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March 14, 2011

US Researchers Develop Early Emphysema Blood Test

Researchers at New York-Presbyterian Hospital's Weill Cornell Medical Center, US, have developed a blood test which can detect emphysema well before symptoms occur. The test measures the levels of endothelial microparticles, which are particles shed by capillaries that surround alveoli

By cms admin

Researchers at New York-Presbyterian Hospital’s Weill Cornell Medical Center, US, have developed a blood test which can detect emphysema well before symptoms occur.

The test measures the levels of endothelial microparticles, which are particles shed by capillaries that surround alveoli (air sacs) in lungs.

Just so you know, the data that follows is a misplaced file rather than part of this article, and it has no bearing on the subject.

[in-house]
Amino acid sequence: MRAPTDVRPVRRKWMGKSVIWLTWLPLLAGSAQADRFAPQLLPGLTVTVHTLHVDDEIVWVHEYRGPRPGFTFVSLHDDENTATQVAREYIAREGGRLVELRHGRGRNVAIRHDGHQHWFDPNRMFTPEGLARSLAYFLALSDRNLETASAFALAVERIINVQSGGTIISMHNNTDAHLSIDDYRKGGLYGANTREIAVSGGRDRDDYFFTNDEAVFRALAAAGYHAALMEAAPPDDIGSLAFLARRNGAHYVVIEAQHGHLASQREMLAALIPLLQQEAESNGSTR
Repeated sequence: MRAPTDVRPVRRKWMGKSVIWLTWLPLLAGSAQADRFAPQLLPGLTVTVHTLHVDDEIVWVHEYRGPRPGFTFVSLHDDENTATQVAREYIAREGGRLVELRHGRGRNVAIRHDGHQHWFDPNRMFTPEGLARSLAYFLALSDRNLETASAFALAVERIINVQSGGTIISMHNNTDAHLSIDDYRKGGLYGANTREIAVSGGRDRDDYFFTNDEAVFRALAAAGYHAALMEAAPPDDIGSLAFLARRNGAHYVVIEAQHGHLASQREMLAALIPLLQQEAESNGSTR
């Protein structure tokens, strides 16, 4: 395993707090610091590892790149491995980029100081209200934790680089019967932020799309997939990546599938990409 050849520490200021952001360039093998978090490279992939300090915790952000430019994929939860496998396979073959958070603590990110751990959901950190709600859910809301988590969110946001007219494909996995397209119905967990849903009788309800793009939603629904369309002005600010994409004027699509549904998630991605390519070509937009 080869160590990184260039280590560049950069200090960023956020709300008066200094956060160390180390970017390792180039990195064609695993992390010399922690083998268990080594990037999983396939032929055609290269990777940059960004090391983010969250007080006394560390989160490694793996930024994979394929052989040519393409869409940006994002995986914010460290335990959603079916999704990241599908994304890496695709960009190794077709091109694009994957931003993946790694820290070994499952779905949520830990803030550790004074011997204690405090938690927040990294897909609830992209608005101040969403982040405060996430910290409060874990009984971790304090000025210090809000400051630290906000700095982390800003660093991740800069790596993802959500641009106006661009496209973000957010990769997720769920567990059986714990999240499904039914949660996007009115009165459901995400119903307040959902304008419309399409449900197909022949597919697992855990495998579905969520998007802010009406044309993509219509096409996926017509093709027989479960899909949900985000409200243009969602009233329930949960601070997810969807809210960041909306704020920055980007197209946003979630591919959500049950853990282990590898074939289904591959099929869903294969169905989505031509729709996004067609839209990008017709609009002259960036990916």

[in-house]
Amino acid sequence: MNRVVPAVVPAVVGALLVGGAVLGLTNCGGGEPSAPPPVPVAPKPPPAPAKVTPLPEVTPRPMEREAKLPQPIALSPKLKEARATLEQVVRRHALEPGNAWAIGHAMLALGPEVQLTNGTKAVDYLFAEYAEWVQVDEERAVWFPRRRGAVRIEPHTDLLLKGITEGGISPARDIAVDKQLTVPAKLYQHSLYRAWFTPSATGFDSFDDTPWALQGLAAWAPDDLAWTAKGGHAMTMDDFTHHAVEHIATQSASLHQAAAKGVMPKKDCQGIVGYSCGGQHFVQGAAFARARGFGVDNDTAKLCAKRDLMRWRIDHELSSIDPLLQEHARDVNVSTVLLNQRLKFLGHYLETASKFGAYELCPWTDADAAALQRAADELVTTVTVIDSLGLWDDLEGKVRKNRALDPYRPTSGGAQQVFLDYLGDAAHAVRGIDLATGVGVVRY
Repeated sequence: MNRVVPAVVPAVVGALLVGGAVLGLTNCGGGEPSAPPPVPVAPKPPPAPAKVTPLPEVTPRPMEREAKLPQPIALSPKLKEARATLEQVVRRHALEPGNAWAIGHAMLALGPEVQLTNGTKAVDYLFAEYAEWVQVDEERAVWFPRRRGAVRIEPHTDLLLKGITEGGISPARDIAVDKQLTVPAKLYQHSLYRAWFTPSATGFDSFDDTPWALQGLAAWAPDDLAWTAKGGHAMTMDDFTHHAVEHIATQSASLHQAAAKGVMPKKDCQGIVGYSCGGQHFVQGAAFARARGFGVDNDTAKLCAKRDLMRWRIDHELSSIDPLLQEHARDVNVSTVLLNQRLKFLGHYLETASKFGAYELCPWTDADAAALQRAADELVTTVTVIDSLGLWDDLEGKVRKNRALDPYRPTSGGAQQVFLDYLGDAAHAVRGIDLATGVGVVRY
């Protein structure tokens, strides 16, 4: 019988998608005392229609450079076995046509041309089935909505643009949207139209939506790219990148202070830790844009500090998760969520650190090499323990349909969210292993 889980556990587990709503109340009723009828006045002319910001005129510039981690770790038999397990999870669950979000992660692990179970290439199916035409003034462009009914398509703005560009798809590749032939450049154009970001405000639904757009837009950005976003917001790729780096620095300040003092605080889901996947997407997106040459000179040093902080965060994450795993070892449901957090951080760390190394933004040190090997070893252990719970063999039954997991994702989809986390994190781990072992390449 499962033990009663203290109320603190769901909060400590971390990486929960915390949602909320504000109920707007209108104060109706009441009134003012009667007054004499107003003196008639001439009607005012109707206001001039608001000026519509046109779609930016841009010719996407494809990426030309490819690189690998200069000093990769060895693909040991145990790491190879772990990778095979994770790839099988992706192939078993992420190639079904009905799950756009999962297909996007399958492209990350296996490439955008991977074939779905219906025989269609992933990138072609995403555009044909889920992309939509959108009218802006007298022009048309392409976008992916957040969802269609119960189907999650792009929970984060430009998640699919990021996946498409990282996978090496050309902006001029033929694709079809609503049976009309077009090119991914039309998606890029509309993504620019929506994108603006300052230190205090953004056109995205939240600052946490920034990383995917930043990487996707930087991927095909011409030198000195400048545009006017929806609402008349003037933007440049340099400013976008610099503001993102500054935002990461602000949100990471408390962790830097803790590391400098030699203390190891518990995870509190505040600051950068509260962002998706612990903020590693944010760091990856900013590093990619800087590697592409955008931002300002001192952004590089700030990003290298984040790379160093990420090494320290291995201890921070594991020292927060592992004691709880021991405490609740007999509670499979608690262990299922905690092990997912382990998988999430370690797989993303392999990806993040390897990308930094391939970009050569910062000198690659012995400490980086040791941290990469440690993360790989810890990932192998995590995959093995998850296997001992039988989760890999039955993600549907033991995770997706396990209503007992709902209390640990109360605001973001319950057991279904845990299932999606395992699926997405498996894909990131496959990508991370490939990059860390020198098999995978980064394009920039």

In a study, researchers enrolled three groups of people — healthy non-smokers, healthy smokers, and smokers with early evidence of lung destruction — and conducted a DLCO test.

The researchers found a 95% positive correlation between elevated EMPs in the blood and an abnormal DLCO test result, which means that the test detected nearly all cases of early emphysema patients.

According to researchers, as most cases of emphysema are caused by smoking, the test can warn smokers about impending development of the disease.

Emphysema and chronic bronchitis are the twin disorders that constitute towards chronic obstructive pulmonary disease, the fourth leading cause of death in the US.

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